The campaign to stop the F word, hosted by Women’s Studies and RockOUT, took place Tuesday and Wednesday throughout the campus of Slippery Rock University. Students, faculty, staff, and administrators were posted at various locations and collected nearly 2,000 signatures over the two-day span.
Kris Hawkins, President of RockOUT and senior psychology major, 21, said, “People see the sign and they say ‘Fuck?’ and I say no, no, you can say that all you want. This is about the word fag and faggot.”
“I think a word, when it’s reduced to its letter, that speaks to how much power it has.” Dr. Cindy LaCom, director of the Women’s Studies program, said.
Hawkins and LaCom both made reference to the ambiguity in the F word as intentional and an effort to get people initially thinking about their language.
“This was sparked as a result of the issues we had at the university village last year and we were trying to come up with a proactive way to get students involved about the effects of language and more specifically about the word faggot,” Hawkins stated. “We want people to be really aware of the word faggot and all of the negative meaning it has for masculinity and for men in general.”
“A lot of people would think that doing something as simple as this isn’t really doing much, but you have to remember that we’re planting the seed.” Hawkins said.
“We’re just here to make people think about the words they’re using.”
He explained the campaign as an opportunity to make people think.
“Now you have to think about ‘Hey maybe I say that sometimes. Maybe that’s not okay. What does that mean when I say that?’ You’re having that internal dialogue with yourself.”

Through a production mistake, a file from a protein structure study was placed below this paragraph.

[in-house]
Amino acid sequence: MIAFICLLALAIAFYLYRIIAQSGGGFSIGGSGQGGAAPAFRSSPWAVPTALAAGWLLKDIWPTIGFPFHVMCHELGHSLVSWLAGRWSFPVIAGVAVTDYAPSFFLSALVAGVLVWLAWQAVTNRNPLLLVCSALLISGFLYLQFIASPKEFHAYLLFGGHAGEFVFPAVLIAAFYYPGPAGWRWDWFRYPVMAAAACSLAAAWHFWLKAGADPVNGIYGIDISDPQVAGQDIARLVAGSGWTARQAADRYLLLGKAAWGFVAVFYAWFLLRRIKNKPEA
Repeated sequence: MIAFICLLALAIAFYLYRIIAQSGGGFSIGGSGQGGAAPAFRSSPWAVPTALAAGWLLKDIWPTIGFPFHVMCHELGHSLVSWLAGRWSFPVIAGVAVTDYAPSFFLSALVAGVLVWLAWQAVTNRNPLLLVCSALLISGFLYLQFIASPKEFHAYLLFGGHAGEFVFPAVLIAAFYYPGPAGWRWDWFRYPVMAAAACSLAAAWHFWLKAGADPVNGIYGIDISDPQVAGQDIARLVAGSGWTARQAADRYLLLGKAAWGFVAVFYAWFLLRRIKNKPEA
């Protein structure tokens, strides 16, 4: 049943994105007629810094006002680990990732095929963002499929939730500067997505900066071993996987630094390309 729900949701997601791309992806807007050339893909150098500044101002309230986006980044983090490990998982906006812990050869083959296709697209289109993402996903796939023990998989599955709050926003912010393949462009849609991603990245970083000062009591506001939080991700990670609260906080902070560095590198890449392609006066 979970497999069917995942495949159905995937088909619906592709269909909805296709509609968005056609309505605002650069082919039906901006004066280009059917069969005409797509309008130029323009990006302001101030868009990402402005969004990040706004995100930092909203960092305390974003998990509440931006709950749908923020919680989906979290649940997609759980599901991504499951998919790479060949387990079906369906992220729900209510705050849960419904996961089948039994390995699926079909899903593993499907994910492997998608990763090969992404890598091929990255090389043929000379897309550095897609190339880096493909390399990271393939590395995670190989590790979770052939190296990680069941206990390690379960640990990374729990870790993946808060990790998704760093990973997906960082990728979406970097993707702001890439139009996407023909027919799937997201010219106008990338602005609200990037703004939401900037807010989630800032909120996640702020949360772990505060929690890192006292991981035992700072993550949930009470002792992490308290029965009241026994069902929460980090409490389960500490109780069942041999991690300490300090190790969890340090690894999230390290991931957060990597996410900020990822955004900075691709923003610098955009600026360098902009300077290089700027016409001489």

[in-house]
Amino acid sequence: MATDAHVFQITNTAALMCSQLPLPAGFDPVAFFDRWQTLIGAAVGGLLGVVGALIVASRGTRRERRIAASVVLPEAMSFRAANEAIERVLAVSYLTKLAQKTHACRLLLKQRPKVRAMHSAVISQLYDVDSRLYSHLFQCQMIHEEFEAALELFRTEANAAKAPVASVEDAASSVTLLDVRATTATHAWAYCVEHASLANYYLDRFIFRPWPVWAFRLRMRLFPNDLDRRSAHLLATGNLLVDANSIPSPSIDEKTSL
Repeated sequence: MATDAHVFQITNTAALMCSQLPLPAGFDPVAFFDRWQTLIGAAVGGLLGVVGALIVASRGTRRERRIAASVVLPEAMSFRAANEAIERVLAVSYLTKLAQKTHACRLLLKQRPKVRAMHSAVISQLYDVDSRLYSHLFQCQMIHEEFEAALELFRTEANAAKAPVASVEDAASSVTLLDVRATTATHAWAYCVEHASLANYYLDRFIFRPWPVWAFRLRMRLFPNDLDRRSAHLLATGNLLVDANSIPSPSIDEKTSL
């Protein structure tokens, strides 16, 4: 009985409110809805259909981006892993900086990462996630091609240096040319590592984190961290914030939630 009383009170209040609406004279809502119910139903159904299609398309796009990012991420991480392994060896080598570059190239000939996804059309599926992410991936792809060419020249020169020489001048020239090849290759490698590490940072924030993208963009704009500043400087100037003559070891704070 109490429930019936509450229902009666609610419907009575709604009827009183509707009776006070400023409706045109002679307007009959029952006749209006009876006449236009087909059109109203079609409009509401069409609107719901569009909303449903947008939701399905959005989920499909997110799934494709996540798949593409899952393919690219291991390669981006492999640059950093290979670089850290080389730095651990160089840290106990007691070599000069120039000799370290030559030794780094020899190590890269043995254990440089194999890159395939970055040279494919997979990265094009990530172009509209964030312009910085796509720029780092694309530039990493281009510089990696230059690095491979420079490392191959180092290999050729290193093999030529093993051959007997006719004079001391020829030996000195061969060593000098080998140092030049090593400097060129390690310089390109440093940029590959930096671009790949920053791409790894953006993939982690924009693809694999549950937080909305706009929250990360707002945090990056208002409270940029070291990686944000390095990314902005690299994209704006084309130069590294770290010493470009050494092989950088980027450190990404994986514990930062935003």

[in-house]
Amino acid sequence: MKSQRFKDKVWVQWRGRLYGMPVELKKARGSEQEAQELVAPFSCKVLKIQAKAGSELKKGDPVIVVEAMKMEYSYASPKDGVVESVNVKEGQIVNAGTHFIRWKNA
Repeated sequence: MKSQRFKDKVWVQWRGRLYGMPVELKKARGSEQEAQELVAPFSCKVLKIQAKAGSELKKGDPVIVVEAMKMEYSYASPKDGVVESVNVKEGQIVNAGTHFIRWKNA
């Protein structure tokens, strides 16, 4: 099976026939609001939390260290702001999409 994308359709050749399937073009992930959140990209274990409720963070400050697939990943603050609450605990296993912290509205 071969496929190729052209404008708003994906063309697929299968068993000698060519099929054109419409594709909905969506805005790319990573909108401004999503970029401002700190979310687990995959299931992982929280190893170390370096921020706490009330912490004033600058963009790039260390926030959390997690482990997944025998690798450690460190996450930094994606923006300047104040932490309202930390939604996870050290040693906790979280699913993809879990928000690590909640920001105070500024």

Cosponsored by the Department of Counseling and Development, President Cheryl J. Norton, Provost Phillip Way, Women’s Center, the Special Education Department, the Pride Center, the Office of Diversity and Inclusion, the President’s Commission on Gender Identities and Sexual Orientation, the Professional Studies Department, English Department, Psychology Department, History Department, Political Science Department, and Philosophy Department, the campaign was emphasized as a campus community effort.
“It’s not just a campaign for students, but it’s a campaign for the entire Slippery Rock University community.” Hawkins said.
LaCom explained why she believes the word to be such a problem and how the campaign addresses the issue.
“I believe that the use of the word fag and the use of the word faggot constructs a very specific reality in our culture, one that punishes boys and men who step outside what we consider normal masculinity,” LaCom said.
“I want to raise awareness of it because the first step in changing the way we think is becoming aware of the meanings of the words we use,” LaCom said. “I absolutely believe that the language that we use constructs the world in which we live in; it shapes the world and it forms how we think about things.”
LaCom explained that the word has historically had a negative connotation since the 15th century. She went on to explain that the origin of the language for the word fag are deeply rooted and is filled with a poor history that some may not even be aware of.
“The word fag has a very long, very vexed, very negative history and we cannot get away from that history even if we don’t know it exists.,” LaCom said.
The campaign resulted in the collection of 1,982 signatures and went on for seven hours over the two days. Hopes were expressed by the coordinators that the campaign would continue to grow and become annually occurring.
“Hopefully it gets bigger and bigger each year,” Hawkins said.
LaCom said, “I think that this will continue to grow. I hope that it will become an annual thing.” She added that she is interested in possibly getting corporate cosponsors from the local area for the future.
Though looking ahead to what she hopes will be a growing campaign, LaCom admits that at some point the campaign could lose its purpose.
“Is there a possibility that we will outlive the use of raising consciousness? Absolutely and that would be a wonderful thing.”
Until that possibility is made reality, LaCom and all those a part of the campaign intend to continue advocating for a stop to use of the F word.